One of the most touchy subjects, especially in America, is the subject of race. Ever since the beginning of civilization, racism existed. Yet, gradually, reforms were being made. First came the abolishing of slavery in many nations, and next came civil rights movements across the world, including Africa and America. The result from all these civil rights leaders was a theoretically color-blind society.
Many of these leaders, such as Martin Luther King, called for an end to racism and to discrimination. Yes, these goals were good and had high morality, yet there is one problem: the society we live in today is not an Utopian society. Racism will always exist, and exists to even this very day. Many optimistic people might believe that this is not the case, but let me point out a few examples.
One minor example happened in my class this morning, in which my history teacher was white and most of my classmates were Asian. We were talking about World War II, when all of a sudden one of my classmates, (let’s call him Evan) made a funny face. My history teacher told him to stop making that funny face. Soon after, another Asian classmate (call him Chang) made the comment that he looked like an Asian with his narrow eyes. I was thinking that if the history teacher had made that comment, he would have been in big trouble. However, Chang was able to comment as such simply because he was Asian himself. Why, I thought, this is not fair. Either everybody can’t make that comment, or everybody can. The fact that certain people can make certain type of racist comments just shows how society is still concerned with race. In a sense, this is racism- we are differentiating between the races.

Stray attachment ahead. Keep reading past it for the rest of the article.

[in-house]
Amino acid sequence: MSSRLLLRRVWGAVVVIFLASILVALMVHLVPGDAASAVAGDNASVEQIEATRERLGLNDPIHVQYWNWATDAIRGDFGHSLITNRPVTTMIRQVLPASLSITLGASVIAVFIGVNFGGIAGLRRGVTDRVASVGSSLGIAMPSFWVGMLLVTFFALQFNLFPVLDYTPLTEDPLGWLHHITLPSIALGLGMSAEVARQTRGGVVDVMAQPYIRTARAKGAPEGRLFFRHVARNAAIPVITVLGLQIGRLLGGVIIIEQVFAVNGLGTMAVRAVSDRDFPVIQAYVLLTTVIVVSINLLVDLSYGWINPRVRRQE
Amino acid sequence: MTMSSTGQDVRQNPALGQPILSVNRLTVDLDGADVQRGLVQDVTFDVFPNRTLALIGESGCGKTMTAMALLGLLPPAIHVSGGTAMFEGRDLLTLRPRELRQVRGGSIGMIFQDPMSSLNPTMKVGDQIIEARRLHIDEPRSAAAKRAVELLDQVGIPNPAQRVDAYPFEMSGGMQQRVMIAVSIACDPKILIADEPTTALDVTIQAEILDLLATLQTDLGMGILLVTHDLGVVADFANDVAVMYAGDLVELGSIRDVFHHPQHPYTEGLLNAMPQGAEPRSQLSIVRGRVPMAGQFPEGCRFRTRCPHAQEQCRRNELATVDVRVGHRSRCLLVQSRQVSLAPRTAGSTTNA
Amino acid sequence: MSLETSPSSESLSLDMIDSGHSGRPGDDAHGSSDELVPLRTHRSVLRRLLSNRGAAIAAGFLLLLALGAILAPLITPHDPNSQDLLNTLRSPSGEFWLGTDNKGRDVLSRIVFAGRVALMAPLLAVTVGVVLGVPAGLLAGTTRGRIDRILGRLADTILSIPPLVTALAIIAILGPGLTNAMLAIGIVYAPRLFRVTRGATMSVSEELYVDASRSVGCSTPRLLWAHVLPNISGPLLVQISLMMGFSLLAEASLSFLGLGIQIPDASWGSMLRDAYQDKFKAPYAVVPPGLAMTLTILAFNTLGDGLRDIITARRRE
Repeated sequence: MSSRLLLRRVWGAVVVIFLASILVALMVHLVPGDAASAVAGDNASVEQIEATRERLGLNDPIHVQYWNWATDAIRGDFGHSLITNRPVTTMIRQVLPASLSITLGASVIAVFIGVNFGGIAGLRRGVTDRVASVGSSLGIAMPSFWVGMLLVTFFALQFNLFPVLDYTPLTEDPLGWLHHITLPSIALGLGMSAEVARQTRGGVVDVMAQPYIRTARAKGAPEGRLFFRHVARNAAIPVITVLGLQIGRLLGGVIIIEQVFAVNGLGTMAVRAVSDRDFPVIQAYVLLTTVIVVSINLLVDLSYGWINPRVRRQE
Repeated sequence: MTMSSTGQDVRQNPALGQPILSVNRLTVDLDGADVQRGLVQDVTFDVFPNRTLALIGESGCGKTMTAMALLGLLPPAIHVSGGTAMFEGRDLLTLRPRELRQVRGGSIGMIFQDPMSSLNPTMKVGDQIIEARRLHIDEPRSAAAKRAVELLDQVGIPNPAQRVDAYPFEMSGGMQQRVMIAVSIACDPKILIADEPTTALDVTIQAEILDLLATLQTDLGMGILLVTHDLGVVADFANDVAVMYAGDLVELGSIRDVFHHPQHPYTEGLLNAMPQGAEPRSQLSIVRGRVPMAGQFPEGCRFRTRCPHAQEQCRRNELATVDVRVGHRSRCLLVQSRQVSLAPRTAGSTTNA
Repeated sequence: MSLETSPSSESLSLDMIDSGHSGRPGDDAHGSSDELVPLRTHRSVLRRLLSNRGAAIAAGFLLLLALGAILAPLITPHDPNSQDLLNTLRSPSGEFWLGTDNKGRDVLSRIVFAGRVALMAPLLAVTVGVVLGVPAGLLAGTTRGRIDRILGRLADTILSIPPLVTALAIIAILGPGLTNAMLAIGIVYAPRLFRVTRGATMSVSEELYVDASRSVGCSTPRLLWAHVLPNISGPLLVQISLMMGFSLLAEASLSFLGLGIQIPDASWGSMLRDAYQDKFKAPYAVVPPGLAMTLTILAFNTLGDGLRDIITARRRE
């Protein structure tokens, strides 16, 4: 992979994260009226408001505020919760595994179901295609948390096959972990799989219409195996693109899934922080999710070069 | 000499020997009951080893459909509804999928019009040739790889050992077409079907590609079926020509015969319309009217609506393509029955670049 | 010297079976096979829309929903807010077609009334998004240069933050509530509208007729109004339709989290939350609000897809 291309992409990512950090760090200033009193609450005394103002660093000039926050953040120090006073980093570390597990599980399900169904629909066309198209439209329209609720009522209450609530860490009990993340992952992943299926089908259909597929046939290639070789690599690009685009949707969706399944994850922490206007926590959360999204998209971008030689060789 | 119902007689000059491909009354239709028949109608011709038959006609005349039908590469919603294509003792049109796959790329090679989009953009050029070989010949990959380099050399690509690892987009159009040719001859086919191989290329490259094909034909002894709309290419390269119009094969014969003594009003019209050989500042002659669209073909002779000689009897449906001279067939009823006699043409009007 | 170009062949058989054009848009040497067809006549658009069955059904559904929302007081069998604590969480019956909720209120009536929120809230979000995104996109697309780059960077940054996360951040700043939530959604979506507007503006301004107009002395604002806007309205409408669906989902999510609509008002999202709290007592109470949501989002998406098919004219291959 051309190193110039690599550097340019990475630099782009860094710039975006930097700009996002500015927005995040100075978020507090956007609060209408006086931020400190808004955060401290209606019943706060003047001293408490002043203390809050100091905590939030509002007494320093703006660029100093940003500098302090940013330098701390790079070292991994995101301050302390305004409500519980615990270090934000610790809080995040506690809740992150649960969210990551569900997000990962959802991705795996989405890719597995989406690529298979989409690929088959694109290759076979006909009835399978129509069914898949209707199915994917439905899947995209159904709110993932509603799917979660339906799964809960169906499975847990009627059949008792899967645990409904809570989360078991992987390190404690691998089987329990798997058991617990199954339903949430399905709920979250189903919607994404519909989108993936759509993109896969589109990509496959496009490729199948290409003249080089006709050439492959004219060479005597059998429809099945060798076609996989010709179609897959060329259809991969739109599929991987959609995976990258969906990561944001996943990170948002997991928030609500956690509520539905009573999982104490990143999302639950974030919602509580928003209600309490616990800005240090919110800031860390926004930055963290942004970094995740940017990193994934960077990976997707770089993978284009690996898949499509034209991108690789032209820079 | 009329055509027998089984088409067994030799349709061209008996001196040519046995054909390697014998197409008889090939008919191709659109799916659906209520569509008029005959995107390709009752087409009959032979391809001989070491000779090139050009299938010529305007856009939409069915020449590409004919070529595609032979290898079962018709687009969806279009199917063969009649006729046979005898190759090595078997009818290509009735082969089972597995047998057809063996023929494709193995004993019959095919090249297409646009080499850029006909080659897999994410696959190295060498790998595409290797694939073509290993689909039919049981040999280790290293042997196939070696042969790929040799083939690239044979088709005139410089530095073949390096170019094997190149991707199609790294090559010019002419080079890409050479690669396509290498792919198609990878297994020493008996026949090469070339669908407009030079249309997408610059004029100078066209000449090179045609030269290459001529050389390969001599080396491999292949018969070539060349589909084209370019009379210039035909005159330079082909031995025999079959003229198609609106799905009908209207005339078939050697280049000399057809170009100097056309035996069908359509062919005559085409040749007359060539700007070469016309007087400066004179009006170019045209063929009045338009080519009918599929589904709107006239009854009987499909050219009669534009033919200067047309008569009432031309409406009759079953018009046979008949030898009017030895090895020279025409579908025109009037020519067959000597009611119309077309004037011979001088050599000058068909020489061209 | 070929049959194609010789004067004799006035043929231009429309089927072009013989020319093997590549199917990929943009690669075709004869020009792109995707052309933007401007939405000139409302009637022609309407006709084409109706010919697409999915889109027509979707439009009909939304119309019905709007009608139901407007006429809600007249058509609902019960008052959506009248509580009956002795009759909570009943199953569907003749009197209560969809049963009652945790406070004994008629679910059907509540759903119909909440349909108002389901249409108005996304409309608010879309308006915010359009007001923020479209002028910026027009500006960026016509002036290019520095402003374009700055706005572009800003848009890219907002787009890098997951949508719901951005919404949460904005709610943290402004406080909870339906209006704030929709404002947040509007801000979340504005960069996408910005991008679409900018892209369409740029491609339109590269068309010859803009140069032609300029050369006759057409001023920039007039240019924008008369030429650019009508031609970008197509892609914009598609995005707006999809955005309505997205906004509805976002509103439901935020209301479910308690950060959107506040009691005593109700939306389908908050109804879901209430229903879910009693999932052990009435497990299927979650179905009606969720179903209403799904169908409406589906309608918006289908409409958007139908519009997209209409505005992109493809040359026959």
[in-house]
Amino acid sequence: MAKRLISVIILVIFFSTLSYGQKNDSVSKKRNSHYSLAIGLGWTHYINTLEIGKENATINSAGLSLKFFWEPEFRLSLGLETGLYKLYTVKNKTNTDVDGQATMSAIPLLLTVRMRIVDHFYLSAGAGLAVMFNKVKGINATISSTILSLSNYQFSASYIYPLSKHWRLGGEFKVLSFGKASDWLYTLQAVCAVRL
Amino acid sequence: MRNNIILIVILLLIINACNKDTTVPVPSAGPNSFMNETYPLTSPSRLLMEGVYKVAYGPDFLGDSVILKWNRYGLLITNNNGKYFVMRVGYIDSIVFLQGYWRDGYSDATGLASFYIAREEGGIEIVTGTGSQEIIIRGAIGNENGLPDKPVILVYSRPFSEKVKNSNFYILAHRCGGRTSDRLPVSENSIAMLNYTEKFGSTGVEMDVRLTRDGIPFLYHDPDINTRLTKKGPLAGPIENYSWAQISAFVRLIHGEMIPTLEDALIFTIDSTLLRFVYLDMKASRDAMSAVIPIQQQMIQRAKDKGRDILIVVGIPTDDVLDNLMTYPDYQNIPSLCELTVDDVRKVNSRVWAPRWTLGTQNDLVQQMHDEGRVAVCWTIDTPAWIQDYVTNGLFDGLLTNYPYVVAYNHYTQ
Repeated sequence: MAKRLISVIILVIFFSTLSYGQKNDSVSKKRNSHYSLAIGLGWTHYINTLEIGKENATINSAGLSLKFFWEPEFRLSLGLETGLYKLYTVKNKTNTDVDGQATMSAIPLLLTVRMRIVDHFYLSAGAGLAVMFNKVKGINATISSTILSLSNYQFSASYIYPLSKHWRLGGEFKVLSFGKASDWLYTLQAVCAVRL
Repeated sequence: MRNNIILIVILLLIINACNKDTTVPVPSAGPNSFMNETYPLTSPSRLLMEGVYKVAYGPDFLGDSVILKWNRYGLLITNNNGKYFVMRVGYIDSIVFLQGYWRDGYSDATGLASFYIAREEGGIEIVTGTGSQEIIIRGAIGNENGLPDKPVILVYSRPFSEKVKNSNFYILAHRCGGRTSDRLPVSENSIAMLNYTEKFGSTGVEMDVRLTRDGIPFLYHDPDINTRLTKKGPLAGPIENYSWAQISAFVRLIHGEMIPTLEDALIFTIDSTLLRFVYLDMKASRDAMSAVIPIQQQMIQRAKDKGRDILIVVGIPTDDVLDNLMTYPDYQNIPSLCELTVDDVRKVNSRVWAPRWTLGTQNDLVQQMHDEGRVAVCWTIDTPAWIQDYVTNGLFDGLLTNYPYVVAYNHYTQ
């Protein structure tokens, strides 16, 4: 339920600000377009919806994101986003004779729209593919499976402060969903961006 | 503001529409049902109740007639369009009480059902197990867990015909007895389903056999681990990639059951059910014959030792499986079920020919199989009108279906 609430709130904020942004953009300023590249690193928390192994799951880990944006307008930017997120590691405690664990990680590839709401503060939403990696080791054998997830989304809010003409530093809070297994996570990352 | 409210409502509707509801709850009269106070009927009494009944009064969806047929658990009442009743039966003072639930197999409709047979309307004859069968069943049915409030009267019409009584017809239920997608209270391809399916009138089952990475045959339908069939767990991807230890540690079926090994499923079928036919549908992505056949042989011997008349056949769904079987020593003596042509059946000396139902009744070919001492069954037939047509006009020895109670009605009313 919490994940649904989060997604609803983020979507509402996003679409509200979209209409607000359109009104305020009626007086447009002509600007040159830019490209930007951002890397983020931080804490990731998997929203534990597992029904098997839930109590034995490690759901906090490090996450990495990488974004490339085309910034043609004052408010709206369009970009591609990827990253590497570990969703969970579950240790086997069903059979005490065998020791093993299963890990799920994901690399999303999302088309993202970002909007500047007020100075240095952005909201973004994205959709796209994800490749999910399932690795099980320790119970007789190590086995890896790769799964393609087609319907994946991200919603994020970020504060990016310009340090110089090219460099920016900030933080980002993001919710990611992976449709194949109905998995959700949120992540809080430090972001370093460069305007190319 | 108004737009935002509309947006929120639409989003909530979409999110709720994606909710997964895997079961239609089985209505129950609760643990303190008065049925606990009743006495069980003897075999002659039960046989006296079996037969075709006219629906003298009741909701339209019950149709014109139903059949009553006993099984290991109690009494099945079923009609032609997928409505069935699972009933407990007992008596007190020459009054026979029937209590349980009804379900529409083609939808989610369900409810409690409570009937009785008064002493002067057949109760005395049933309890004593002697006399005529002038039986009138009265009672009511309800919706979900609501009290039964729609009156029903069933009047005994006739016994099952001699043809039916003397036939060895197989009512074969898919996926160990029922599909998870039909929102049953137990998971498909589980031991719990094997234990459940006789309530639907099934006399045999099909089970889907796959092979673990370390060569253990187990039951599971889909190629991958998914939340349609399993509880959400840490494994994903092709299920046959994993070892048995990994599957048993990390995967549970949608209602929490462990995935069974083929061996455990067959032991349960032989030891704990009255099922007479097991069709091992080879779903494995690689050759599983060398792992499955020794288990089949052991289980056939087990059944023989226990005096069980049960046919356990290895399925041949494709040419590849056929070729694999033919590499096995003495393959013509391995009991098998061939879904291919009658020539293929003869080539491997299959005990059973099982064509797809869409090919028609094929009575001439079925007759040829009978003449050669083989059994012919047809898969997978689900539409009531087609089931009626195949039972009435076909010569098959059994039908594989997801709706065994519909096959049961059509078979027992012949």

Perhaps a better example is the Travyon Martin case. Just because a half-white guy (George Zimmerman) shot an African-American doesn’t mean that the shooter is a racist. Yet, sadly, the media and many people are portraying him as such. Why so? Perhaps because society notices these differences in the race of the victim and the race of the offender, and so the stereotypical situation arises, in which whenever a white shoots a black, the white is a black-hater. As a result, a big irony comes out- in the process of society trying to portray Zimmerman as a racist, society becomes racist itself.
The best example I have seen is the elections, specifically the 2012 presidential elections. Many, more than many times have I seen the media talking about Latinos for Obama, women for Obama, white males for Romney, blah, blah, blah, etc. It may be a fact that there are more Latinos rooting for Obama, but isn’t this supposed to be a color-blind society? Aren’t we supposed to not classify voters based on their race, and in some cases gender? Isn’t this how it’s supposed to be?
Again, this goes back to my statement that we are not living in an Utopian society. Racism will always exist, because it is inevitable that we notice the difference of skin color between different people. So what do we do now? Rather than see all racism as bad, we have to embrace it. Not embracing the intolerance sort of racism, such as hating all Asians. Nor the racism encountered in the Travyon Martin case. Rather, society should embrace the differences. Let it be okay for a white man to make an Asian race comment, as long as it is not demeaning to Asians. Let it be okay to classify voters based on ethnicity. Let us consider all of us racists, and let us consider that a good trait, for by noticing the differences between race is one exposed to the incredible diversity of society. Racism is not always a bad thing. In fact, it is perhaps necessary for a good, diverse society.